Follow TV Tropes

Following

History WritersCannotDoMath / LiveActionTV

Go To


Added DiffLines:

* ''Series/{{Big Bad Beetleborgs}}'': Josh Baldwin only exists because of this trope; the show already had four main characters who were Beetleborg fans and worked at the comic store (Drew, Jo, Roland, and Heather)-exactly one for every main Beetleborg plus the White Blaster. Once the writers realized their mistake, they lampshaded it in the form of Heather's leg getting broken during Shadowborg's initial attack.


* You think a show that relies so heavily on {{Flashback}}s and [[TimeShiftedActor Time Shifted Actors]] as ''Series/ColdCase'' would be free of this, right? Wrong! The conflicting data about the age of the most senior detective, Will Jeffries, was eventually {{lampshade|Hanging}}d in sixth season episode "November 22nd":

to:

* You think a show that relies so heavily on {{Flashback}}s and [[TimeShiftedActor Time Shifted Time-Shifted Actors]] as ''Series/ColdCase'' would be free of this, right? Wrong! The conflicting data about the age of the most senior detective, Will Jeffries, was eventually {{lampshade|Hanging}}d in sixth season episode "November 22nd":


Added DiffLines:

*** To explain: If Rose is 19 in March 2005, then she must have been born between March 1984 and March 1985. If her father died in November 1987, then she ''should'' be a toddler aged either two or three. If her father died when she was six months old, than he should have died between September 1984 and September 1985. Rose being six months old in November 1987 would mean she was born in May 1987 and make her 17 and two months away from her 18[-[[superscript:th]]-] birthday in March 2005.


** In [[Recap/StargateSG1S4E6WindowOfOpportunity Window of Opportunity]], while hitting golf balls through the Stargate, Teal'c comments that Alaris, the planet they dialed was several billion miles from Earth. That would put Alaris somewhere near Pluto. Heck, a light year is about 5.8 trillion miles and the closest star to our sun is Proxima Centauri, which is 4.2 light years away.

to:

** In [[Recap/StargateSG1S4E6WindowOfOpportunity Window "Window of Opportunity]], Opportunity"]], while hitting golf balls through the Stargate, Teal'c comments that Alaris, the planet they dialed was dialed, is several billion miles from Earth. That would put Alaris somewhere near Pluto. Heck, a light year is about 5.8 trillion miles and the closest star to our sun is Proxima Centauri, which is 4.2 light years away.

Added DiffLines:

** In [[Recap/StargateSG1S4E6WindowOfOpportunity Window of Opportunity]], while hitting golf balls through the Stargate, Teal'c comments that Alaris, the planet they dialed was several billion miles from Earth. That would put Alaris somewhere near Pluto. Heck, a light year is about 5.8 trillion miles and the closest star to our sun is Proxima Centauri, which is 4.2 light years away.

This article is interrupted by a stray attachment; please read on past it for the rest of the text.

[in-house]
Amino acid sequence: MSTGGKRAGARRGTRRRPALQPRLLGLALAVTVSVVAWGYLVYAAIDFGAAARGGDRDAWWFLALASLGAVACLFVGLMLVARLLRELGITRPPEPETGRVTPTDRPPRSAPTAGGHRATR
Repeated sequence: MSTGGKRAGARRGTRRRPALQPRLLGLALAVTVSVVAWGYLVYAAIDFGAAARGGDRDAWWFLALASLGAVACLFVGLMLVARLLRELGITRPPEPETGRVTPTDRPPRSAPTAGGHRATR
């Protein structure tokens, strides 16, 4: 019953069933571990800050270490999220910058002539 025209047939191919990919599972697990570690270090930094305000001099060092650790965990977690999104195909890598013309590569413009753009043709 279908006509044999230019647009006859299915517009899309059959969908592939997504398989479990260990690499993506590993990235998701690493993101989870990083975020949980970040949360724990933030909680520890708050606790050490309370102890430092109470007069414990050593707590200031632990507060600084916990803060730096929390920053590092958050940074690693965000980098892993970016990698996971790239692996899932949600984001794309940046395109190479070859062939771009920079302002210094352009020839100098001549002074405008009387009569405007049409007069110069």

Added DiffLines:

*** In "Rapture", Sisko says that a pillar is 11 meters tall, or about 36 feet tall. He then asks for a 75% scale reconstruction on the holodeck, which should be about 8 meters, or about 27 feet tall, but it's nowhere near that.


** There is an official mathematical formula for calculating how fast warp speeds actually are (different ones for TOS and TNG eras). However, if you look at the instances where distance, warp factor and time to arrival are all mentioned within the various series, it seems like [[TravelingAtTheSpeedOfPlot none of the writers bother with the formula]]. One of the more glaring examples is the ''Series/StarTrekEnterprise'' pilot "[[Recap/StarTrekEnterpriseS01E01E02BrokenBow Broken Bow]]", where the ship is said to be limited to warp 5 but can reach the Klingon homeworld in a week, which ought to put Qo'noS somewhere in the Sol system's Oort Cloud by the TNG scale. (It's further but still way too close to make sense by the TOS scale.) This one's worse because of an offhand comment earlier in the episode that ''does'' sync up perfectly with the TNG scale.

to:

** There is an official mathematical formula for calculating how fast warp speeds actually are (different ones for TOS and TNG eras). However, if you look at the instances where distance, warp factor and time to arrival are all mentioned within the various series, it seems like [[TravelingAtTheSpeedOfPlot none of the writers bother with the formula]]. One of the more glaring examples is the ''Series/StarTrekEnterprise'' pilot "[[Recap/StarTrekEnterpriseS01E01E02BrokenBow Broken Bow]]", where the ship is said to be limited to warp 5 (on paper; in practice, they have yet to reach 4.5) but can reach the Klingon homeworld in a week, four days, which ought to put Qo'noS somewhere in the Sol system's Oort Cloud by the TNG scale. (It's further but still way too close to make sense by the TOS scale.) This one's worse because of an offhand comment earlier in the episode that ''does'' sync up perfectly with the TNG scale. (At the stated speed, it would take 19 days to reach Alpha Centauri, our system's nearest neighbor.)

Added DiffLines:

** Regardless of the series, the usual warp calculations put the stars hours or even days apart - yet they stream by the main viewscreen as though you were driving through a snowstorm.


** Hell, the very premise of Voyager is an excersise in this trope as well as ContinuitySnarl. Based on all pre-Voyager calculations of how fast warps are, their trip home should have taken a maximum of around 7 years, not 70, and maybe even around 4 weeks.

to:

** Hell, the very premise of Voyager is an excersise exercise in this trope as well as ContinuitySnarl. Based on all pre-Voyager calculations of how fast warps are, their trip home should have taken a maximum of around 7 years, not 70, and maybe even around 4 weeks.

Added DiffLines: